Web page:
The processes for getting verified are unique to each social media platform. So let’s go through the big ones.
Here’s how you can get verified on Facebook, Twitter, Instagram, LinkedIn, YouTube, Pinterest, and Snapchat.
1. How to Get Verified on Facebook
The gray checkmark means that businesses (like Starbucks) or certain pages in specific locations are authentic.
Facebook for Influencers
To verify your personal account to become an influencer in your industry, begin by ensuring that your Facebook page is updated.
Add a recent profile picture and make sure your profile information is all filled out.
If you haven’t been posting regularly (on Facebook or any social media platform), you’ll need to wait until you’ve regularly posted for a consistent amount of time before trying to verify it.
You’ll also need to make sure your account is authentic, unique, complete, and notable, according to Facebook:
If you’ve completed these steps already, head to Facebook’s Request a Blue Verification Badge form.
Select the kind of page you’re looking to verify and complete the form accordingly by providing an email address, official website link, and more:
Be sure you have a digital copy of your ID since Facebook will use this upload to verify that it’s really you.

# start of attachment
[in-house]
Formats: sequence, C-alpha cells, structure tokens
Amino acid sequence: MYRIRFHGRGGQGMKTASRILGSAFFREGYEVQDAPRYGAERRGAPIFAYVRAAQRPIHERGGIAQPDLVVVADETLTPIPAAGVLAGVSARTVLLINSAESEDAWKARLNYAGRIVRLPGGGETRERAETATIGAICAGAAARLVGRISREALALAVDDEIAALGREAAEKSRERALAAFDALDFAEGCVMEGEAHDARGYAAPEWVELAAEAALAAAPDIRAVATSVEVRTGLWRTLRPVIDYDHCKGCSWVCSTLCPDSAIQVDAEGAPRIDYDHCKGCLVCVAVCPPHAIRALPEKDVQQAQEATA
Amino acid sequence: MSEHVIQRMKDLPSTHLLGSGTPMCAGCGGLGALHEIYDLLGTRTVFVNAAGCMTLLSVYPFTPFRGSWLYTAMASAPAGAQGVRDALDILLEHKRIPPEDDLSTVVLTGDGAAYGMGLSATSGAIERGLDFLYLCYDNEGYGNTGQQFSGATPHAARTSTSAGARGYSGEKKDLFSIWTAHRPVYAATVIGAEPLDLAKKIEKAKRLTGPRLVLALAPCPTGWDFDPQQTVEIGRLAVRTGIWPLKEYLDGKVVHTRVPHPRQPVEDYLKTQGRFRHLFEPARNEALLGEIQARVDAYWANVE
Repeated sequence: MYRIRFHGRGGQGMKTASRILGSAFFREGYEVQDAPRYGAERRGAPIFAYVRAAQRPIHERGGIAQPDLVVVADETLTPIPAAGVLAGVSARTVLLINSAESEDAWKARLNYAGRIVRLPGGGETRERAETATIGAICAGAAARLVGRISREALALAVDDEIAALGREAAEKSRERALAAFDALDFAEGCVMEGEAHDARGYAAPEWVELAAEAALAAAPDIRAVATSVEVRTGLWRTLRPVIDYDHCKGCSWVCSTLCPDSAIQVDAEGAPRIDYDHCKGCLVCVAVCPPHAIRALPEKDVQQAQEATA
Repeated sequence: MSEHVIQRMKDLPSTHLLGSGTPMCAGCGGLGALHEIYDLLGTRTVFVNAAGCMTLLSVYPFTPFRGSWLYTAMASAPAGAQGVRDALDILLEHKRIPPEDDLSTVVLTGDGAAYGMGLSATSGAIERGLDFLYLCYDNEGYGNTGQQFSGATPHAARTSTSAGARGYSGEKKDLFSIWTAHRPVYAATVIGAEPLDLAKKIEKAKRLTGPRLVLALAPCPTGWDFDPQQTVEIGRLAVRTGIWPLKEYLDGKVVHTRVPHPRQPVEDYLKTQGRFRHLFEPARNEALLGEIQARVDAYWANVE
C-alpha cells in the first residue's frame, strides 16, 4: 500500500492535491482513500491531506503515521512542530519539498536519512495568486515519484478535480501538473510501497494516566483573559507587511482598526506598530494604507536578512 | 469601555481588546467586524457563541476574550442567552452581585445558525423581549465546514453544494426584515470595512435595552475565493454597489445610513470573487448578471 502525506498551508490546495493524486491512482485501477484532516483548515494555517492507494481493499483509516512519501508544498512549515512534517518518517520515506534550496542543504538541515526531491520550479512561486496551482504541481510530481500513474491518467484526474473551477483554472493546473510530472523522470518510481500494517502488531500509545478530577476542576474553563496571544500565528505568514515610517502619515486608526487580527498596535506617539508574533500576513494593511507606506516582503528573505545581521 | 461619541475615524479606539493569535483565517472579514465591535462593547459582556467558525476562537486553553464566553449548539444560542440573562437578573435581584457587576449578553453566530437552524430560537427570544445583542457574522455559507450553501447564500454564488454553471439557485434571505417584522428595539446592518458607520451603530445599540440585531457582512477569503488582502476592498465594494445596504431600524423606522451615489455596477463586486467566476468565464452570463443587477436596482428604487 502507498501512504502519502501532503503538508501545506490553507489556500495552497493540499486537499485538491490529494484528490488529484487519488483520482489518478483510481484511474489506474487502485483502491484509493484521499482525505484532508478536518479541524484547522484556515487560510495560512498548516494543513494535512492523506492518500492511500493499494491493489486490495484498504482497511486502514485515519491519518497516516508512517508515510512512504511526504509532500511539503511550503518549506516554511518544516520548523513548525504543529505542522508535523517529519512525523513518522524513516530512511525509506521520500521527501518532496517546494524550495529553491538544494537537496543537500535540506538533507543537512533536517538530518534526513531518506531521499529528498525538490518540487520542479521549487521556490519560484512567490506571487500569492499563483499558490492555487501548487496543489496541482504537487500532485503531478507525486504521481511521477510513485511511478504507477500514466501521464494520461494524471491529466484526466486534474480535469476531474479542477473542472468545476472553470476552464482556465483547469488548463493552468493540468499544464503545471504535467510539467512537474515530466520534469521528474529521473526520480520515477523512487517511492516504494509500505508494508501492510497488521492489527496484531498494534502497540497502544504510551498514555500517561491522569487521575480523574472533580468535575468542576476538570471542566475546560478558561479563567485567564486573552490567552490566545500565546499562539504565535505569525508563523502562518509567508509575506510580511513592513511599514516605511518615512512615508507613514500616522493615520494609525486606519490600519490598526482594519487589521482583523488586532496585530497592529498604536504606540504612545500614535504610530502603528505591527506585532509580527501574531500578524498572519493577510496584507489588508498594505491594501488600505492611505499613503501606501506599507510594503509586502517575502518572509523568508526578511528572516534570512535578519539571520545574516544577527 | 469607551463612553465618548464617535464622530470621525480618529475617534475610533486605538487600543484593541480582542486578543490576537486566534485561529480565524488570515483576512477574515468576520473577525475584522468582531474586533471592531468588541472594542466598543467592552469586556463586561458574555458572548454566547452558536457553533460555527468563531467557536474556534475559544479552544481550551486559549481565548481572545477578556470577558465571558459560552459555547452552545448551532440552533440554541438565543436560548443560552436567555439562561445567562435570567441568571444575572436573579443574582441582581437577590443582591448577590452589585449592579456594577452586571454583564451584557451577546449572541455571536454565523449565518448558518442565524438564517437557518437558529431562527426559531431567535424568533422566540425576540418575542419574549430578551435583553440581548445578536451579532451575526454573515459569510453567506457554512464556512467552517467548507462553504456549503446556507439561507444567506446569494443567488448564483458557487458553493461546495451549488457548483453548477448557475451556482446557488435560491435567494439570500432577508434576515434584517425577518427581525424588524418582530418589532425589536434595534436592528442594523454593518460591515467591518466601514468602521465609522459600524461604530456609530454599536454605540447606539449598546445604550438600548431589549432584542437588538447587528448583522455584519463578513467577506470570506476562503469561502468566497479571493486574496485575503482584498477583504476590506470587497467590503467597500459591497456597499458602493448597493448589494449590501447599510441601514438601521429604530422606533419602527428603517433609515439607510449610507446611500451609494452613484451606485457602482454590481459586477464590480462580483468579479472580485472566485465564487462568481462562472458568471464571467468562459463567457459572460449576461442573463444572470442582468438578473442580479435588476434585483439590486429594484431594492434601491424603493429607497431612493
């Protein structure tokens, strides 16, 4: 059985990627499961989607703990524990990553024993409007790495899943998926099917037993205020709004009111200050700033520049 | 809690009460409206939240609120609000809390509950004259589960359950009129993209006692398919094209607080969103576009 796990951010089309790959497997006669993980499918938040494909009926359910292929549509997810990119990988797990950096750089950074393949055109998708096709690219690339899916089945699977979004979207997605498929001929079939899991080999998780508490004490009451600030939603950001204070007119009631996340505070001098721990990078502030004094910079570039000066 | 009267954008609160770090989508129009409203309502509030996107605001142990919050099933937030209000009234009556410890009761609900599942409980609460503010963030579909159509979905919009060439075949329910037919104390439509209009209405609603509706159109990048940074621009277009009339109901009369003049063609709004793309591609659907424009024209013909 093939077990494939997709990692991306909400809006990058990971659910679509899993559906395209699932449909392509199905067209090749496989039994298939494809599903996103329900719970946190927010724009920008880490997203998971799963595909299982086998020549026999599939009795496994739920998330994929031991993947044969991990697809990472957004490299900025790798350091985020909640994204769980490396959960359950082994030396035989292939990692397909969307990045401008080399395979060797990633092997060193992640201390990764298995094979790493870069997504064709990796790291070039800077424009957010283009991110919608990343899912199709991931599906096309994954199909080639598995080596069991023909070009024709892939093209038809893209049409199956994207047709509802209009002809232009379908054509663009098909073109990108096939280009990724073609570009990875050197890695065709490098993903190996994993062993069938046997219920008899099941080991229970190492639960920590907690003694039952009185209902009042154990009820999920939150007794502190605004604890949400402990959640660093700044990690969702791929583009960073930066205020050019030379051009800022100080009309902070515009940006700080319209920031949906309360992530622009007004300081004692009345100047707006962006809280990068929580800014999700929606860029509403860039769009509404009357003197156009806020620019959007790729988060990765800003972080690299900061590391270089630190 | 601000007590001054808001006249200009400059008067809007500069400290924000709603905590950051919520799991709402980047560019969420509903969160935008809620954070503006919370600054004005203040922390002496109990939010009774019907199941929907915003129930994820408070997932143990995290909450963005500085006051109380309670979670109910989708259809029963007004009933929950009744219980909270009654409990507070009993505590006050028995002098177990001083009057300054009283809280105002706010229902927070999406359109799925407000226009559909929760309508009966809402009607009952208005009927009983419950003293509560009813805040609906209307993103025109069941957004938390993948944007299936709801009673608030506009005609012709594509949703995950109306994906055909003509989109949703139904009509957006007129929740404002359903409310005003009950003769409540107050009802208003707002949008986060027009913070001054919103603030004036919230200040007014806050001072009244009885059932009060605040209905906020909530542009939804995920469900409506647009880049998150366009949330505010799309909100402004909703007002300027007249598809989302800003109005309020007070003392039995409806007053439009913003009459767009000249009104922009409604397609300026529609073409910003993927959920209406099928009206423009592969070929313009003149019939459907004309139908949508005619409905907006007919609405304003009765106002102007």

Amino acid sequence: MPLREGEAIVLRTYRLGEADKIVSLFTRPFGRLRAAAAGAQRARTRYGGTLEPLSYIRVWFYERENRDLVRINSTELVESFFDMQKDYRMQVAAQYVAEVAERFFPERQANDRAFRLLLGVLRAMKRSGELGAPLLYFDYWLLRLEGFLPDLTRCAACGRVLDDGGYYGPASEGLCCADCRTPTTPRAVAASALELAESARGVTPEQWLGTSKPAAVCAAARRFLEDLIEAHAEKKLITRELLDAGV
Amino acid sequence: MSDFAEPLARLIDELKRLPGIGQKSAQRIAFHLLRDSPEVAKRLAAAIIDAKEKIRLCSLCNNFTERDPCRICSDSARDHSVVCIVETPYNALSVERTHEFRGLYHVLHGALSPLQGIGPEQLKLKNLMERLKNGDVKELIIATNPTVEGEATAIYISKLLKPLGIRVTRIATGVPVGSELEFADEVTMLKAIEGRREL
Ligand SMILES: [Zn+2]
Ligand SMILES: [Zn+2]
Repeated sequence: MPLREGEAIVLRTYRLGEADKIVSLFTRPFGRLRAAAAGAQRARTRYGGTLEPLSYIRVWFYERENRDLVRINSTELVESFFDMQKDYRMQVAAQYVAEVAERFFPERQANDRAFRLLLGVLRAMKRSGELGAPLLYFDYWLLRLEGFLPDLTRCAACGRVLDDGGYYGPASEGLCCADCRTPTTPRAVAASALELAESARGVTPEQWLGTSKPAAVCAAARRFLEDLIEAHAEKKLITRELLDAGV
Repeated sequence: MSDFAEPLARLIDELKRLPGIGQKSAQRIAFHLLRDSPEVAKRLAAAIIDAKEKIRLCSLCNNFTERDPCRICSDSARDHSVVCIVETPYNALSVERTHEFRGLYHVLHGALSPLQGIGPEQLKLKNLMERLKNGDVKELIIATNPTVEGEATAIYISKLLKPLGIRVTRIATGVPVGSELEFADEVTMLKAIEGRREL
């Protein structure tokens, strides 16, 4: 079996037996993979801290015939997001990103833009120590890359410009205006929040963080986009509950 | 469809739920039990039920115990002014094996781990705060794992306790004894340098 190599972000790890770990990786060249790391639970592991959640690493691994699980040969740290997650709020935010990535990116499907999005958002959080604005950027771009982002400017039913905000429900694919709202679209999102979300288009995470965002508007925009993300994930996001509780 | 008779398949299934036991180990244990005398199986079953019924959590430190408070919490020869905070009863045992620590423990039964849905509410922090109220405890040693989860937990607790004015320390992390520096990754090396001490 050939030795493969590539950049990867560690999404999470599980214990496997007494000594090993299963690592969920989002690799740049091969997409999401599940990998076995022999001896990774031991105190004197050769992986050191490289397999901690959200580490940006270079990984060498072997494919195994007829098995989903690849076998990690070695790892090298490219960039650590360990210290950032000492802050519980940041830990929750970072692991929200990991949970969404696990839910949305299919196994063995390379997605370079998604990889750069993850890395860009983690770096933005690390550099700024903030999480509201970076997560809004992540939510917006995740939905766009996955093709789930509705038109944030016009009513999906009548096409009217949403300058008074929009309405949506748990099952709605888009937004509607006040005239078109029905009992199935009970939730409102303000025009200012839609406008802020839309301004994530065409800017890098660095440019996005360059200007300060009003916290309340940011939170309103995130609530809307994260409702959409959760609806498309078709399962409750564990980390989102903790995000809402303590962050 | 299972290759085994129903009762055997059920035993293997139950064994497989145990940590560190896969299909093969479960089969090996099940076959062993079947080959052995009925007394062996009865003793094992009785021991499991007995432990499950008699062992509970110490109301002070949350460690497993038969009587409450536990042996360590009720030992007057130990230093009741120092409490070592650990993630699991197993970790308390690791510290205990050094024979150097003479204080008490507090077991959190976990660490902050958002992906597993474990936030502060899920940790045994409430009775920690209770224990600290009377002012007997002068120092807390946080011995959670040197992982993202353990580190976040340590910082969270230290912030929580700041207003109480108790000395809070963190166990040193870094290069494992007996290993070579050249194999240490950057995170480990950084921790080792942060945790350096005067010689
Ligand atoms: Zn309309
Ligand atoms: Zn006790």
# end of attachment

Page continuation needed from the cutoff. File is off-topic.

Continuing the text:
Facebook will process the request within a few days, but it could take a few weeks, so be on the lookout for their reply.
Facebook for Businesses
Business verification on Facebook confirms the account actually belongs to the business.
To verify your business’s Facebook account, head to your Business Manager, then look for security settings. Note that not all businesses need to be verified — and you might not be eligible. For example, if you use Monthly Invoicing to pay for ads, you won’t have to submit any documentation.
Once you find Security Settings, click on the Confirm Identity button. Submit a photo ID or upload the requested documentation. Enter your business details, then select your business from the list.
Then, select a phone number you can access from the list provided or select Use Domain Verification button. You can also select to have the verification code delivered by text or email.